Present Day

It seems as though more states are adopting a medical and/or recreational law toward cannabis consumption. Could this mean the end of prohibition of cannabis in America is approaching? It may be even closer than we think. 

Currently, the U.S. has 11 states that recognize cannabis for recreational consumption. While 33 states recognize marijuana for medical use, including the District of Colombia. The first step in the right direction came about with the 2018 Farm Bill. The Farm Bill made hemp cultivation, sales and consumption across the country legal. Yet, the issue with this nationwide bill is that states are at liberty to adopt their own hemp laws. For example, Idaho does not allow the cultivation of hemp. This posed a problem to a truck driver transporting hemp across state lines. A police officer confiscated a truck driver’s large supply of “pot.” However, it turns out it is almost impossible to distinguish between pot and hemp with the naked eye. This confusion leaves legal suppliers susceptible to raids or police busts. Could a possible solution to this confusion be legalization across the board?


Congress certainly seems to think so. This year alone, three new bills have been introduced. Bills that would legitimize the cannabis industry. 

The House of Representatives passed a historic bill, the SAFE Banking Act, which would provide safety measures for banks who service marijuana-related businesses. As long as those cannabis companies comply with state laws, banks would be protected from federal prosecution. This is a big win for the cannabis industry, considering it has been mostly a cash industry. The bill has passed with Congress, and now we wait for the president to sign it into law. 


The Marijuana Opportunity Reinvestment and Expungement Act of 2019 (MORE) was proposed. Additionally, the Ending Federal Marijuana Prohibition Act of 2019. MORE would decriminalize and remove cannabis from the Controlled Substance Act. This act has had a lasting impact on people of color who have suffered from the war on drugs. This act would be a step in the right direction to reverse the damages made by the harmful prohibition policies.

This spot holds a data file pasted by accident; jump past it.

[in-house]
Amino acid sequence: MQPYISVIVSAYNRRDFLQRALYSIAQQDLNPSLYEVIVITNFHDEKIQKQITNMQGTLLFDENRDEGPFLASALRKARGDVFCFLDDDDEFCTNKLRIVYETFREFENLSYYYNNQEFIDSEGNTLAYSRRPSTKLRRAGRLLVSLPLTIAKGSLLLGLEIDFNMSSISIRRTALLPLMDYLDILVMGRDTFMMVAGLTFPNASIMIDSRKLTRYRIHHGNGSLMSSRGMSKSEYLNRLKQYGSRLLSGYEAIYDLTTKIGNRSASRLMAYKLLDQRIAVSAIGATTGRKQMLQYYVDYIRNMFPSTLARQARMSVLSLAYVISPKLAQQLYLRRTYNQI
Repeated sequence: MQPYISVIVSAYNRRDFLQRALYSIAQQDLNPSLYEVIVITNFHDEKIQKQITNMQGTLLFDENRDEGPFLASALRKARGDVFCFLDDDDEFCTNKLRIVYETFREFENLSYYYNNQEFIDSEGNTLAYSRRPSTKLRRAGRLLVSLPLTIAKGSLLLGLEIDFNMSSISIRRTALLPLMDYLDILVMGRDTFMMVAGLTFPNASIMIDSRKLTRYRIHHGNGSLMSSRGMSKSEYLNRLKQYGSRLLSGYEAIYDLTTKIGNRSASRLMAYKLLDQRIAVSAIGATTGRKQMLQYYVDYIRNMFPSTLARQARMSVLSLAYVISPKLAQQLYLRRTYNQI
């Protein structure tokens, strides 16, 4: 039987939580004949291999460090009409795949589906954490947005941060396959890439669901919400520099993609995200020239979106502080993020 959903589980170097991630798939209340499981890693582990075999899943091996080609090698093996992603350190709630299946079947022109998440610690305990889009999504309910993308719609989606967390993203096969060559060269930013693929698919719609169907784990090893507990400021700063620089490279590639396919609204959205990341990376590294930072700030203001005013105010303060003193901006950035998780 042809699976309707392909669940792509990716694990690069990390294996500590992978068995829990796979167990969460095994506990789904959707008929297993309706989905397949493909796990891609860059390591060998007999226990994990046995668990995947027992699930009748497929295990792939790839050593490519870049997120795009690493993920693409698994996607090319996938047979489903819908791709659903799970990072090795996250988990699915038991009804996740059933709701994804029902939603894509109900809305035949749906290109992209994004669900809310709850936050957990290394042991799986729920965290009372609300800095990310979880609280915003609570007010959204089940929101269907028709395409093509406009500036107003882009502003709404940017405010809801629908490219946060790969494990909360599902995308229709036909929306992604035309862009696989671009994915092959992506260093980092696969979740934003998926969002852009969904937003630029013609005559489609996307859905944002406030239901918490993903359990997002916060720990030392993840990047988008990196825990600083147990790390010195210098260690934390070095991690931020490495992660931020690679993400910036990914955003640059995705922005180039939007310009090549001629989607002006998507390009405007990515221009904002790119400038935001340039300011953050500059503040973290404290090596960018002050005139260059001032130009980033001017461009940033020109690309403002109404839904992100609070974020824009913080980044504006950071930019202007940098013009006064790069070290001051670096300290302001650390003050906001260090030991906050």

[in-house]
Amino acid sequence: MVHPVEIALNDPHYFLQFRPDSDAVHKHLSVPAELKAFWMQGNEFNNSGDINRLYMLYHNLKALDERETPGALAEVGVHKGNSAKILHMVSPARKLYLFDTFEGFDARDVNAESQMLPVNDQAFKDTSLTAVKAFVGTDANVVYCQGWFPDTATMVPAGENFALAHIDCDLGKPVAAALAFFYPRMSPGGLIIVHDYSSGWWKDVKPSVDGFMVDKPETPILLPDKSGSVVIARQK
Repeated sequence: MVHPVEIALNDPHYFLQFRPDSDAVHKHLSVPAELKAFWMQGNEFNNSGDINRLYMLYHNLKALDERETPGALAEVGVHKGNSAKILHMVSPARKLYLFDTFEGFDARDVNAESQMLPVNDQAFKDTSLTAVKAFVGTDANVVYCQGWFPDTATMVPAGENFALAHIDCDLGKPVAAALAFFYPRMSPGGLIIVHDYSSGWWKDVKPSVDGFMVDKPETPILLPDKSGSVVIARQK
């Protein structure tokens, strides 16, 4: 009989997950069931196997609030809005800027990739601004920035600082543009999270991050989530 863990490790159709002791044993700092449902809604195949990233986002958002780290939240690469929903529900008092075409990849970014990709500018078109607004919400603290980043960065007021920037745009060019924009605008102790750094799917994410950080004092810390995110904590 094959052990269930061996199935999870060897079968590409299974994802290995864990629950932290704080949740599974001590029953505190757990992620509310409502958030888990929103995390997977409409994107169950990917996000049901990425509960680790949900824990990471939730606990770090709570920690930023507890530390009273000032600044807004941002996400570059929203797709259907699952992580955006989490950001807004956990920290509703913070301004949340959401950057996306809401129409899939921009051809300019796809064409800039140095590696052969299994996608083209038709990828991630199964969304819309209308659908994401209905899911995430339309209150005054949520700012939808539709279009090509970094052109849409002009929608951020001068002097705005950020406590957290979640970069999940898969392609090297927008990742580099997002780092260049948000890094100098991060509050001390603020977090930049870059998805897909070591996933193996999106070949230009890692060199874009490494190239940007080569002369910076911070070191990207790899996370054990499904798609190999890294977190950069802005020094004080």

The Ending Federal Marijuana Prohibition Act of 2019 would limit the application of federal laws to the distribution and consumption of marijuana. In the same way, this bill aims to remove cannabis from the Schedule 1 drug list. An end to prohibition would limit criminal penalties to those legal companies who would import, export, manufacture, distribute, or possess with intent to distribute. 

Maybe we can look to our neighbor up north, Canada, for inspiration? Canada is providing a blueprint by which other countries can use to roll out proper cannabis legislation. In 2018, Canada legalized recreational cannabis for certain cannabis products. Legal pot sales began in October of 2018. A year later, Canada has rolled out legal sales for derivative cannabis products: edibles, vapes, concentrates, etc. This year lapse has allowed their Parliament to adjust to the changes of going legal. Is this a model the U.S. could follow? 


What’s the next move for the U.S? It is hard to tell which bills will go into effect, but the future seems bright. California is at the forefront of this new era. The state introduced the first cannabis cafe in the country. Lowell Cafe recently opened in Southern California as the first cannabis cafe to allow guests to buy, consume and enjoy cannabis in their space. Crowds are flocking to the new cafe to celebrate the end of prohibition in California. The cafe also offers a vast menu of flowers, concentrate and edibles for guests to enjoy. What a time to be alive. The possibilities are sky-high.